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Giving Children and Young People a Voice

By Andrew Boyd, Mediator

This week is Family Mediation Week (20-24th January), which aims to raise awareness of mediation and how it can help separating families manage their issues collaboratively and productively.

Relationships Scotland are Scotland’s largest provider of relationship counselling and family mediation. Their Family Mediation service provides a space for separating or ­separated parents to discuss and plan future arrangements for their ­children with a third person, the mediator, there to help them to have a productive conversation.

Rosanne Cubitt, Head of Practice for Mediation at Relationship Scotland recently wrote a blog for the Relationships Scotland website, where she highlights the importance of ‘kids having opinions too’. Rosanne wrote, ‘It is important for children to feel heard and for their experiences and views to be considered. Research shows that most children want to be involved in decisions that affect them and it is good for their mental health and wellbeing for them to talk and feel listened to. Listening to children is not about them being the decision maker, but having a voice.’

Working as part of Cyrenians, the Scottish Centre for Conflict Resolution (SCCR) is a national resource, promoting and supporting best practice in mediation, family conflict resolution and early intervention work, with a particular focus around young people and families. Cyrenians’ Mediation and Support service offers an early intervention approach to prevent relationship breakdown, offering both one-to-one support and mediation. Last year 98% of the young people that worked with the Mediation and Support service remained at home, returned home or moved out in a supported way. It is clear that mediation provides an effective space for children and young people to express their needs and for them to be listened to. The United Nations Convention on the Rights of the Child is clear that children who are capable of forming their own views, have the right to express them freely in matters affecting them and the subsequent right for those views to be given due weight, according to the child’s age and maturity.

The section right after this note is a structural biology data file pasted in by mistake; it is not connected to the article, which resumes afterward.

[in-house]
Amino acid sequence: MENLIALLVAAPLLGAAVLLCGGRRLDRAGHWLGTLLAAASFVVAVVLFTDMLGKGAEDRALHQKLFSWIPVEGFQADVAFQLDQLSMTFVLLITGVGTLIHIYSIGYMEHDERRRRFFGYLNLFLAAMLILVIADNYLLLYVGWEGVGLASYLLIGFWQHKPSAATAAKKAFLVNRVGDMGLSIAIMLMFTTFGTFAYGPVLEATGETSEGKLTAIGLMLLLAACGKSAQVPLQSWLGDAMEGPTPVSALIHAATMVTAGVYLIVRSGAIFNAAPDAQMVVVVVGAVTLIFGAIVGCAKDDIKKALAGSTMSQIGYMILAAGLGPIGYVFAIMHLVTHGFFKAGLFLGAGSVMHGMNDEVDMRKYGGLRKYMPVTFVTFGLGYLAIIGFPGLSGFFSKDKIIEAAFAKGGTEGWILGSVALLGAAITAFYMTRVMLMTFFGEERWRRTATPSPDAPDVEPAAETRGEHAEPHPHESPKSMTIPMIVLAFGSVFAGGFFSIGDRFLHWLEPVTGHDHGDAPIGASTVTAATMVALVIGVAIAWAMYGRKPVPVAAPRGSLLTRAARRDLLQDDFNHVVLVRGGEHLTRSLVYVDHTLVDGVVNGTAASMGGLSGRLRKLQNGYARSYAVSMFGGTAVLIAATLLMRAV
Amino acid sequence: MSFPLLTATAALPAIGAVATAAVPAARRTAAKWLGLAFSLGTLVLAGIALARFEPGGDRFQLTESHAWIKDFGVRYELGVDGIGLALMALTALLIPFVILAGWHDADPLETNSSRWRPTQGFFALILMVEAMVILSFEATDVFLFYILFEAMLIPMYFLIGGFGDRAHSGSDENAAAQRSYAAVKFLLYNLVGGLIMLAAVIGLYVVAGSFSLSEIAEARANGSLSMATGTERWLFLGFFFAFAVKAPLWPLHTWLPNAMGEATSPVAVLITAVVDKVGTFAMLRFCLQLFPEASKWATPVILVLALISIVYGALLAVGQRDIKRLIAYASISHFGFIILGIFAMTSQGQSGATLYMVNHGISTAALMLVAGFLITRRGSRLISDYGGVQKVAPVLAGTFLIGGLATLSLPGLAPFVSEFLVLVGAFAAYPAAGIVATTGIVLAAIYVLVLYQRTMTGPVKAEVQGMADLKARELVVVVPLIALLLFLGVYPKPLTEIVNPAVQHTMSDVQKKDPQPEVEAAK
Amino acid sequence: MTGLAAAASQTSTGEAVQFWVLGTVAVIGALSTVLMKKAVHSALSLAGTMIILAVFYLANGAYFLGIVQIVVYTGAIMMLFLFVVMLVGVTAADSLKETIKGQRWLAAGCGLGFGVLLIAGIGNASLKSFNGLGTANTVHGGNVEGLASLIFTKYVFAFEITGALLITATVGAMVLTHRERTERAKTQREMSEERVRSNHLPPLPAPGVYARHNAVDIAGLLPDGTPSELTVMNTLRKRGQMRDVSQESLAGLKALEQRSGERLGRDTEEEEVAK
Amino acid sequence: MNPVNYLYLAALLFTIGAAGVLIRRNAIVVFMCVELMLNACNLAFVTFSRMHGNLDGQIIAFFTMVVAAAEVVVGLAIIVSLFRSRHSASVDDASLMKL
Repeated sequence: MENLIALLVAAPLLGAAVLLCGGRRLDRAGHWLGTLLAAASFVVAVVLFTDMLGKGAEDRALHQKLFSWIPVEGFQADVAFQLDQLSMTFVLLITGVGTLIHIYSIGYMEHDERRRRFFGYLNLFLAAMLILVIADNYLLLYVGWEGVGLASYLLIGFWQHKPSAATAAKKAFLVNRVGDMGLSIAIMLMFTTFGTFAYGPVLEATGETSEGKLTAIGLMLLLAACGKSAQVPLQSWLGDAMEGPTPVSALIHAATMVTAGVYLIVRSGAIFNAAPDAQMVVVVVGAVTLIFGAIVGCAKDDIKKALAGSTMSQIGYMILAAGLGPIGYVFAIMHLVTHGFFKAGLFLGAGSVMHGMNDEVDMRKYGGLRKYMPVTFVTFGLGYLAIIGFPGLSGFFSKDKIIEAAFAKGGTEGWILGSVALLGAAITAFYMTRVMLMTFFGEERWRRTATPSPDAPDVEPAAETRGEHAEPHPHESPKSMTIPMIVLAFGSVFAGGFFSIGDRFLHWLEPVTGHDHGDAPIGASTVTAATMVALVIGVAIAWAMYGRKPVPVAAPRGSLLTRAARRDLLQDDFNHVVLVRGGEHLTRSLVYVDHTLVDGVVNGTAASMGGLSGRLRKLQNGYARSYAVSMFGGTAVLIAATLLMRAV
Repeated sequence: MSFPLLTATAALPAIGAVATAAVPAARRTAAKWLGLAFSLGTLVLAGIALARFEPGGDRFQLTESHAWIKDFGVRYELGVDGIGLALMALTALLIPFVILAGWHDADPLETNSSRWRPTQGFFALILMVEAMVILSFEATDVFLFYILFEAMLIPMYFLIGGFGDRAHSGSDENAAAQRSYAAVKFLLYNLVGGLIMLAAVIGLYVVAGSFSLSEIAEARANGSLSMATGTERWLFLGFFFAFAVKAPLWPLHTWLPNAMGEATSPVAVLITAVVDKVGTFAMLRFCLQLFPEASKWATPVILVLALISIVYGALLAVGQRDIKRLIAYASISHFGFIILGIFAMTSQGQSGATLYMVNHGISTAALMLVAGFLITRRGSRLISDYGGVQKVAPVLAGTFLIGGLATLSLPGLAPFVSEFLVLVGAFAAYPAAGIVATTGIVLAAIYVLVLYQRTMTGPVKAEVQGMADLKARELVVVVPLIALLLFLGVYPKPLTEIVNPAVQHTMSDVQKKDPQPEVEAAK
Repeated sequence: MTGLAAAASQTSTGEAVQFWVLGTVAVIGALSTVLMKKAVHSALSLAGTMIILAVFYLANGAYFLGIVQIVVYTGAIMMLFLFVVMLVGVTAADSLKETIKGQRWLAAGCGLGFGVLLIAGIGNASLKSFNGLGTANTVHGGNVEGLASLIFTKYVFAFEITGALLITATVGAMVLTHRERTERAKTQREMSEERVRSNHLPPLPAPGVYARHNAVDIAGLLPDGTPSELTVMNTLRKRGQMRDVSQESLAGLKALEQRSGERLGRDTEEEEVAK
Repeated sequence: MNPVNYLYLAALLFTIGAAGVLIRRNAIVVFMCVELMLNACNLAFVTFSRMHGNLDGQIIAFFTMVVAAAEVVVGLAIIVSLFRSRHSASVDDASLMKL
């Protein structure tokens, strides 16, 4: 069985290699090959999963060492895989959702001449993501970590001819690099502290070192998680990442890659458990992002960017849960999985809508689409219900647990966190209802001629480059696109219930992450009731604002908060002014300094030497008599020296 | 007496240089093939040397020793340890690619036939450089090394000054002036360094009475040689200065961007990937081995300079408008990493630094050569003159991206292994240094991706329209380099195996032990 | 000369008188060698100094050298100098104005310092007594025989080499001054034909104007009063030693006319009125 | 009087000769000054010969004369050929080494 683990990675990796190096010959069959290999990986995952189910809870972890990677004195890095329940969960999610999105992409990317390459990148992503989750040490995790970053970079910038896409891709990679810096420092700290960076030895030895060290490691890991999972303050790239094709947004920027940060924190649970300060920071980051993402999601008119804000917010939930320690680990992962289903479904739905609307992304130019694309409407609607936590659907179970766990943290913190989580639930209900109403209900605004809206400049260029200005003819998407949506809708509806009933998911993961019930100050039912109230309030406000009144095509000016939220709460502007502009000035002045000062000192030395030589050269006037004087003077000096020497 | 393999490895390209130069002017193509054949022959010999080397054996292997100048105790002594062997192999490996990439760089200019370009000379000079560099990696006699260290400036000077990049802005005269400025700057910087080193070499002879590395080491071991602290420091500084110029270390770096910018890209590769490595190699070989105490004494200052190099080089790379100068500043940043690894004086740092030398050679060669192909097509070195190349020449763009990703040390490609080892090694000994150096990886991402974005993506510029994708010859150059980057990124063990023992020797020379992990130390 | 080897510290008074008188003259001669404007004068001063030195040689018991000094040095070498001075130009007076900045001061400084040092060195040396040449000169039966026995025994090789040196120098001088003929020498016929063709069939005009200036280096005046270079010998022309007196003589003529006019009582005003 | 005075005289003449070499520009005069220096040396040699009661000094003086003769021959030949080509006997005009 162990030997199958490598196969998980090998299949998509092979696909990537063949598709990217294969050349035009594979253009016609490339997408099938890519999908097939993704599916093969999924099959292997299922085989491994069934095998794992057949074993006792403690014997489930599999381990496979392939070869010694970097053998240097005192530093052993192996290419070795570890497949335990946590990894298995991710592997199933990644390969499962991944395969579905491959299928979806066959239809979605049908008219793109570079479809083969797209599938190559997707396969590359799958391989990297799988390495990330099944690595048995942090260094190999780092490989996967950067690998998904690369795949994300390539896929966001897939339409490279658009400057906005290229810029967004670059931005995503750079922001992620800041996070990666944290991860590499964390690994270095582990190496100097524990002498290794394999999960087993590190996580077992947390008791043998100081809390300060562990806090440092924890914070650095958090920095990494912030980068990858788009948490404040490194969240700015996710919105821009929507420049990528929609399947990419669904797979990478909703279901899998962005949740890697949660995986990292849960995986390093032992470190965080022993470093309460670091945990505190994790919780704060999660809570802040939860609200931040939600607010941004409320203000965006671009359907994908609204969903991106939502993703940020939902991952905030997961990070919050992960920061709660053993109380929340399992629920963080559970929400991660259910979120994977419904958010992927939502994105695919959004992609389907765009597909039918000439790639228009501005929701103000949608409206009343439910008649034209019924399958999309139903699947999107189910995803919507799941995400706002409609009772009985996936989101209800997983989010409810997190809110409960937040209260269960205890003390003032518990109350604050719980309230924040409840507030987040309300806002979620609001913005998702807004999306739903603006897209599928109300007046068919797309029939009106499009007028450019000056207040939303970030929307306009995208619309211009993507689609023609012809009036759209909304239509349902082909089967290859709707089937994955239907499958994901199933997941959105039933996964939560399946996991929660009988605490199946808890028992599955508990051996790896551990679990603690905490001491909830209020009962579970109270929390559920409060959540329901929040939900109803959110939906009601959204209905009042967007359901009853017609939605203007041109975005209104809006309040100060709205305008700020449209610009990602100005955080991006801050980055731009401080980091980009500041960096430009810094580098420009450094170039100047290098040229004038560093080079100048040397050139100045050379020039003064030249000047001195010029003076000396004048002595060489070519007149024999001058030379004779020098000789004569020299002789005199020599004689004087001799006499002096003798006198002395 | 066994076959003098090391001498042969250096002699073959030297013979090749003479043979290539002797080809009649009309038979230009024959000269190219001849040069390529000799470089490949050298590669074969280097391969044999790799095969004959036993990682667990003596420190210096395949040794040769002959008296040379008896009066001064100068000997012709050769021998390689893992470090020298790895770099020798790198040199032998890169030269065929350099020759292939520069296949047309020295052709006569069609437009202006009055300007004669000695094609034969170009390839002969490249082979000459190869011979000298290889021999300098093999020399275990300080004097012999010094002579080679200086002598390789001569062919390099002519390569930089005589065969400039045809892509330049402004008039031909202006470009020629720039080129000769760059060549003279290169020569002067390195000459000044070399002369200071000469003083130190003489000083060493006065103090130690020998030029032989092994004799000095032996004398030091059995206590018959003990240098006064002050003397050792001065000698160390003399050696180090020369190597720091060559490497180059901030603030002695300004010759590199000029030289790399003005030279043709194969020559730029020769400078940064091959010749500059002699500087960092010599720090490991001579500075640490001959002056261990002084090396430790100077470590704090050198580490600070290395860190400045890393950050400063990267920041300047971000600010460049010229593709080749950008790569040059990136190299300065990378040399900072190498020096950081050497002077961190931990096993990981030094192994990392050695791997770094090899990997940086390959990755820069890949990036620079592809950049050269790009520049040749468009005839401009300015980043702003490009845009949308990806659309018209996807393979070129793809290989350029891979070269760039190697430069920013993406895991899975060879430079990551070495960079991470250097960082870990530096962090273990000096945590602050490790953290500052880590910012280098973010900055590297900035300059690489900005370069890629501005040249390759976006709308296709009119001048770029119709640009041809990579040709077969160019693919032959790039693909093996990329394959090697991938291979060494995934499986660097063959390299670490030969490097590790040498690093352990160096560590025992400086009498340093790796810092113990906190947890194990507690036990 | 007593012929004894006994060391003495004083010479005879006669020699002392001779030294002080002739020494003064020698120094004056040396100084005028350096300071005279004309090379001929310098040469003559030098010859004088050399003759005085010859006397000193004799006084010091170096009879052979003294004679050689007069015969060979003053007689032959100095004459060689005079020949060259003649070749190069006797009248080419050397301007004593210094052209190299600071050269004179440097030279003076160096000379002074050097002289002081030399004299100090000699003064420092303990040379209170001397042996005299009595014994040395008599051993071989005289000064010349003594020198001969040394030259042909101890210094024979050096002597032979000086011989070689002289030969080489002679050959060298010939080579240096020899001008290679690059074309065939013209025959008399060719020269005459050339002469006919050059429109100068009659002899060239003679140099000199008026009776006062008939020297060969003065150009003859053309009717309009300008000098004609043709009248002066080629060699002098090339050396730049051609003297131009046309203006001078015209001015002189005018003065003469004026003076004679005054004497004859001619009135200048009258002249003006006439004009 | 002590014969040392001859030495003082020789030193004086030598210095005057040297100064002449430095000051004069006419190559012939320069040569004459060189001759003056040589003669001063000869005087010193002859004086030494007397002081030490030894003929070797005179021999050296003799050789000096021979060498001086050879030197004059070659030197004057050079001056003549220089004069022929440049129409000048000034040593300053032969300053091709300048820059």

On 29th January the SCCR is holding its Annual Conference with the theme of ‘The Faces of Transition’. Inspired by the Roman God Janus, the conference explores the themes of beginnings and endings of conflict, transitions, time, duality and how our past can impact our future but does not define us. We are fortunate that there will be some young people attending and contributing to our conference. The young people will be telling us about their own experiences of mediation and in particular how peer mediation has benefited their school communities.

Young people are the future so it is vital that we listen to their views, benefit from their wisdom and act to make Scotland the best place for children to grow up.

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